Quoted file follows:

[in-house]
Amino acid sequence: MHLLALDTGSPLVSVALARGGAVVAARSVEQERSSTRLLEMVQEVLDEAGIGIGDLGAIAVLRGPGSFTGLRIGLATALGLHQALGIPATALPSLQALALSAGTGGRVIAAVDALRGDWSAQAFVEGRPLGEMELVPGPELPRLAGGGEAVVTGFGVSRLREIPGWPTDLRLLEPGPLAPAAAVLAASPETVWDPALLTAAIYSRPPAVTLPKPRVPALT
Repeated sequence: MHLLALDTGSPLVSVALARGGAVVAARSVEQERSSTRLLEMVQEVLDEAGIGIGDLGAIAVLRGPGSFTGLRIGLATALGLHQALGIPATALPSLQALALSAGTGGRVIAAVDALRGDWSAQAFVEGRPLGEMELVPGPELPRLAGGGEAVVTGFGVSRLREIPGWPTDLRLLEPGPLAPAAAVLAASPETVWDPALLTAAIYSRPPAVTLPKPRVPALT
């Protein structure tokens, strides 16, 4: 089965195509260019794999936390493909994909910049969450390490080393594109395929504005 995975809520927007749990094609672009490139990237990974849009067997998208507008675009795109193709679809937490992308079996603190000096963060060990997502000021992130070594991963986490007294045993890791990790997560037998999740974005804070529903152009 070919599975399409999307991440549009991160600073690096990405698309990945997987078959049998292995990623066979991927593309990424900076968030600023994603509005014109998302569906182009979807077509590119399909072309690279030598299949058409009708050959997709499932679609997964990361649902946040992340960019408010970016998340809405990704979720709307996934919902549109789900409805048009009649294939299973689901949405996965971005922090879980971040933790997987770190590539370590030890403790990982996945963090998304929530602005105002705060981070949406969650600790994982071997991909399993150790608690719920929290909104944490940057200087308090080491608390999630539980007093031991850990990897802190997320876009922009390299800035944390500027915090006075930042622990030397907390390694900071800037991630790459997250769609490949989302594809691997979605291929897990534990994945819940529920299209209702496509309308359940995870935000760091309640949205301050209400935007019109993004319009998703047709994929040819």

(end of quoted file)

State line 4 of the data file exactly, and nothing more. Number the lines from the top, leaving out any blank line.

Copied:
């Protein structure tokens, strides 16, 4: 089965195509260019794999936390493909994909910049969450390490080393594109395929504005 995975809520927007749990094609672009490139990237990974849009067997998208507008675009795109193709679809937490992308079996603190000096963060060990997502000021992130070594991963986490007294045993890791990790997560037998999740974005804070529903152009 070919599975399409999307991440549009991160600073690096990405698309990945997987078959049998292995990623066979991927593309990424900076968030600023994603509005014109998302569906182009979807077509590119399909072309690279030598299949058409009708050959997709499932679609997964990361649902946040992340960019408010970016998340809405990704979720709307996934919902549109789900409805048009009649294939299973689901949405996965971005922090879980971040933790997987770190590539370590030890403790990982996945963090998304929530602005105002705060981070949406969650600790994982071997991909399993150790608690719920929290909104944490940057200087308090080491608390999630539980007093031991850990990897802190997320876009922009390299800035944390500027915090006075930042622990030397907390390694900071800037991630790459997250769609490949989302594809691997979605291929897990534990994945819940529920299209209702496509309308359940995870935000760091309640949205301050209400935007019109993004319009998703047709994929040819």